World Cup 2022: no, James Maddison shouldn’t be in England’s squad for Qatar - as ridiculous as that sounds

The Leicester City star has inspired his fair share of debate in recent weeks

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When it comes to the latest furore surrounding James Madison, why is there even a debate? Beauty and wonder are there to be celebrated, not to be hidden away and clutched at like the dusty pearls of a bitter widower countess.

In years to come would we rather gaze back in fondness on the pinpricks we suffered weaving majestic tapestries of ebullience, or mourn in stultified conservatism for the vivacity from which we cowered?

I say, let Lizzo play his 200-year-old crystal flute, let its music spring forth from the bowels of the Library of Congress to drown out the groaning of a thousand stiff-collared trolls, and let her twerk until she can twerk no longer!

As for the other James Maddison, in a moment of “Can-I-just-shock-you?” Partridgeism, no, I don’t think he should go to the World Cup.

“You lanky hypocrite”, I hear you cry, “All for joyful expression in the form of funk and soul infused pop flautists, but not when it’s a well-coiffed playmaker from the West Midlands frolicking through a purple patch the likes of which he has never seen before?”.

And to you, I say: “Yeah, that’s about the long and the short of it. Fight me.”

Before we go any further, I should clarify, I rate Maddison highly. Very highly, in fact. By and large, Leicester City have been godawful this season.

Usually foxes on a run as dire as theirs are being harangued and harrassed by some Regency-cosplaying, bugle-toting, quadruple-barrelled sadist or other. And yet, throughout it all, Maddison has been a piercingly bright anomaly.

Already, he has five goals and two assists in just seven Premier League matches, and only three players have registered more key passes per 90 minutes since the top flight resumed in August. The issue, then, is not individualistic, but rather systemic.

England under Gareth Southgate generally play with three central defenders at the cost of an extra presence in midfield. Given the quality, or lack thereof, that the Three Lions possess at the back, it has become increasingly apparent that this is something of a tactical necessity.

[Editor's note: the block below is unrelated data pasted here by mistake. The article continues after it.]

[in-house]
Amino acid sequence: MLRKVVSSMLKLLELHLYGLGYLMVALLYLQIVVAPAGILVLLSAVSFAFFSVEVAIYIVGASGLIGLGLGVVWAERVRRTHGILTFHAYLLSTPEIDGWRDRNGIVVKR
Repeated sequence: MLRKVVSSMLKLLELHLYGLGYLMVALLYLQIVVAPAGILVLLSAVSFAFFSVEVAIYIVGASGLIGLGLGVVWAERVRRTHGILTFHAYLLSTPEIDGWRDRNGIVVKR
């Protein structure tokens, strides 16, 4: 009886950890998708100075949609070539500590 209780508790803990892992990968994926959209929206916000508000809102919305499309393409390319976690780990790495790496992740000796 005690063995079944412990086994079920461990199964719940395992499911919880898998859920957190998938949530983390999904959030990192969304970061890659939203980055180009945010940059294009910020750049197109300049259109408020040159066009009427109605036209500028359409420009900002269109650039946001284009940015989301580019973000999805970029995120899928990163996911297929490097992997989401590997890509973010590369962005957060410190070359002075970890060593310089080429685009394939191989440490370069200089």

Consequently, Maddison is essentially vying for one of two spaces in the starting XI. Southgate’s proclivity for restraint means that at least one, and perhaps both, of those roles will be occupied by defensively-inclined players - Declan Rice and Kalvin Phillips being the most obvious and likely candidates.

Even if the manager does opt to loosen another button on his waistcoat and start with one box-to-box midfielder (hold me while I swoon from the giddiness), Jude Bellingham is probably that man.

In short, there is no overt opening for Maddison in Southgate’s preferred tactical approach, and England don’t have a whole lot of room for variation because of their aforementioned defensive frailties. That leaves us with two options; either Maddison changes for England, or England change for Maddison.

In the first instance, some would argue that the Leicester talisman could play out on the left - after all, he’s done it before. To that end, there’s no doubting that he could. But if there is one position that the Three Lions are abnormally well-stocked in, it’s on the flanks.

Whether it be Raheem Sterling, Bukayo Saka, Phil Foden, Jarrod Bowen, Jack Grealish, or even (whisper it) Marcus Rashford and Jadon Sancho, Southgate has a veritable deluge of impactful, technically-sound specialist wingers to choose from.

To address the second point, whether through choice or stubborn adherence to his principles, Southgate is not going to change his formation to accomodate a player who has, up to this point, won a solitary senior international cap - especially when his side’s next outing will be their World Cup curtain-raiser against Iran.

Think of the national team like a club side; players should be recruited because they fit a system, not simply because they are the shiniest new play thing within reach at any given time.

Of course, Maddison could still crowbar his way into Southgate’s plans. I almost hope he does. I hope his form is so monstrously superb that there are marches outside FA headquarters until the manager is forced to pick him through a rabid manifestation of the pure, unshakeable will of the people.

I hope he goes to the World Cup, starts every game and scores a hat-trick in the final. I hope he proves me so sorely wrong that I have to pen a grovelling apology with a debilitatingly vicious hangover the morning after - truly, I do.

But as things stand, no, I do not think that James Maddison should go to the World Cup, in the same way that had his presidential namesake owned a harpsichord, a theramin, or any other instrument that Lizzo isn’t classically trained in, I’d probably recommend that she left the noodling to somebody else.

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